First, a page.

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Chariot Is The Best Escort Mission I’ve Ever Been Given

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Never until playing Chariot have I been properly grateful that I write for a publication that doesn’t assign numerical scores to games. If one held Chariot up to a rubric meant to distill its value to the average consumer, there would need be all sorts of deductions from its overall score. It’s a game that can be played in single player or cooperatively, but the single player experience pales in comparison to the multiplayer experience. The multiplayer experience has no online functionality, completely falls apart without constant communication between players, and is tough enough that both participants probably ought to be experienced gamers.

 

It’s my duty to warn you all that these are the ideal conditions in which to play the game—if you can’t secure the time, controllers, and a friend to play this game cooperatively then it’s not the best investment. It is not, however, my duty to boil the game down to a number. So, with that warning out of the way I won’t be mentioning sub-par Chariot play conditions again and it won’t be influencing my writeup of the game, because I did play Chariot in the ideal conditions and the experience I had absolutely blew my mind. [Note: My experience is with the Wii U version.]

 

The premise:  The King has died, the princess and her boyfriend roll his casket to a shady glade where he can enjoy his eternal slumber. As the two sadly say their final farewells, the King’s ghost pops out of the coffin to declare that no, this shady glade will not do at ALL for him to push up daisies from. He is a King, and Kings deserve grand sepulchres filled with riches! Your mission is to haul his coffin through increasingly dangerous tombs hoping to find a place he deems suitable.

 

I realize that the pitch “It’s like a 2D platformer, but you need to drag a cart along with you everywhere!” probably inspires more dread than enthusiasm, escort quests have a bit of a naff reputation. In this case trepidations are unfounded. Figuring out how to move the cart through the levels is the entire point. Chariot recalls Trine more than Mario Bros., it’s a physics manipulation game at heart with deceptive resemblance to 2D platforming. Challenging sequences of tricky jumps are not the name of the game.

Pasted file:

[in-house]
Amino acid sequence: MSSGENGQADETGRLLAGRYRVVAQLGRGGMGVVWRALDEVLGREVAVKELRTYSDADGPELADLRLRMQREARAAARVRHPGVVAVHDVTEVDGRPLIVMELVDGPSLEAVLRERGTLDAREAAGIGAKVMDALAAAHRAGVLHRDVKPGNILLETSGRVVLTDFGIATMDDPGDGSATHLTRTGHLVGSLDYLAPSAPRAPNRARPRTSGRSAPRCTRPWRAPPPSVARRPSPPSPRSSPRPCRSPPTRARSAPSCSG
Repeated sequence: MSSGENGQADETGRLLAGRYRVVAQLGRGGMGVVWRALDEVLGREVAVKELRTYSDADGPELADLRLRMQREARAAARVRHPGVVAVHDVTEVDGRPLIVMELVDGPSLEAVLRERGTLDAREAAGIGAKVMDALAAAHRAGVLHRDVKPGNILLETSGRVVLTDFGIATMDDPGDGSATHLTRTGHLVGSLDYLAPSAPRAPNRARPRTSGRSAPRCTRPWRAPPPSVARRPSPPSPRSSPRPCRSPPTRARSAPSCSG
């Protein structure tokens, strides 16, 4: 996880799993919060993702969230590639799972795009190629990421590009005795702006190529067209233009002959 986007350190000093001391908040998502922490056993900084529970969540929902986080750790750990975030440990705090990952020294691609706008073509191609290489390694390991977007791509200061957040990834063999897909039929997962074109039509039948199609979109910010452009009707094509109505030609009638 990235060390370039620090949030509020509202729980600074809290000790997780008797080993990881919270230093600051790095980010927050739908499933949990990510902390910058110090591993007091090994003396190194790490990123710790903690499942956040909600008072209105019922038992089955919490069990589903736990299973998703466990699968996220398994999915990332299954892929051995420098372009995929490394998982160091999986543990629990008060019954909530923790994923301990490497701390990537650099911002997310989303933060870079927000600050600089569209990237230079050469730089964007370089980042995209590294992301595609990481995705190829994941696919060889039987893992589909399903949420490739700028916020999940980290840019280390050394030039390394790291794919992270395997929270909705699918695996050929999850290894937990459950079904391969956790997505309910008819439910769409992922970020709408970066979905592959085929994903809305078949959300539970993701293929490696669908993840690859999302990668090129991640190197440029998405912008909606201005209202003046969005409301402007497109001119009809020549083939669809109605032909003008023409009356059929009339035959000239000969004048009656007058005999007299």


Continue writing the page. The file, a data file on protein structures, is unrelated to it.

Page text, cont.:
The mechanics are simple. You can tether yourself to the cart to pull it, you can push the cart, you can ride on top the cart, and you can dig in to any solid ground to prevent the weight of the cart from dragging you down should it be dangling off a cliff. You can reel your tether in and let slack back out with the two left side shoulder buttons.

 

The mechanics are simple, but their applications are not. Getting the casket from point A to point B requires stretching these functions to their limits. Sometimes you need to drag the casket off a ledge with you so that your partner can catch the two of you as you go by, sometimes you’ll need to use the chariot as a temporary platform while a player suspends it with their tether. Sometimes you’re going to need to swing the chariot back and forth with your partner hanging off his tether at the opposite end so that he can build momentum and jump off at the apex of his swing like Indiana Jones.

 

And that’s when things go right. Chariot is a game where the best laid plans fall apart without fail. What’s wonderful is that the obstacles are designed such that a plan that’s fallen apart will often work just as well or even better than what was originally intended. I am certain that the way I cleared some of the two player challenges was not what the developers intended, but it’s the ability to improvise and manipulate the physics of the game in creative ways that make the game compelling.

 

Really the only complaint I have with the game is the combat. Combat doesn’t show up too terribly often and it’s very simple, but there’s just no point to it. I don’t need to deal with these bats as a punishment for dropping the chariot off the platforms, my punishment is that I need to drag it all the way back up there to try again. It’s very ICO like – a delightful platformer that occasionally makes the player mindlessly mash the attack button for a moment before being allowed to progress.

 

Just like ICO before it, though, uninspired combat is hardly a deal breaker. Grab a friend, grab a beer, grab an extra controller, and grab Chariot. The game is out now on PC, Wii U, Xbox One and PlayStation 4.

 

Food for thought:

 

1. The game is finicky about detecting controllers. If you’re trying to sync up a Wii Remote, it won’t even respond until the appropriate extension controller has been plugged in. I wasted a fair bit of time at boot up trying to get it to detect a controller that it just wouldn’t read because the classic controller wasn’t plugged into the base yet.

 

2. Speaking of wasting time, I also wasted a fair bit of time replaying the first three levels because I didn’t save properly. Pro tip: there’s no auto save, and navigating back to the main menu doesn’t trigger a save either. You need to specifically pull up your pause menu and scroll to “Save and Quit”. It’s a harmless eccentricity once you know how to save, but a bit of a bother if you don’t.

 

3. Chariot caused my partner and I to develop a peculiar shorthand terminology. Most of it was harmless, but we did get some funny looks when one of us frantically instructed the other “Do the dangle! Quick!”

 

4. Fun Fact:  This game comes from a Canadian developer and was subsidized through the Canada Media Fund to the tune of $221,025.  I checked the Fund press release in research for this piece and saw that the developers were aiming to create “a unique cooperative multiplayer experience that can be enjoyed at home with friends and family.” I’d say they nailed it.

Ethan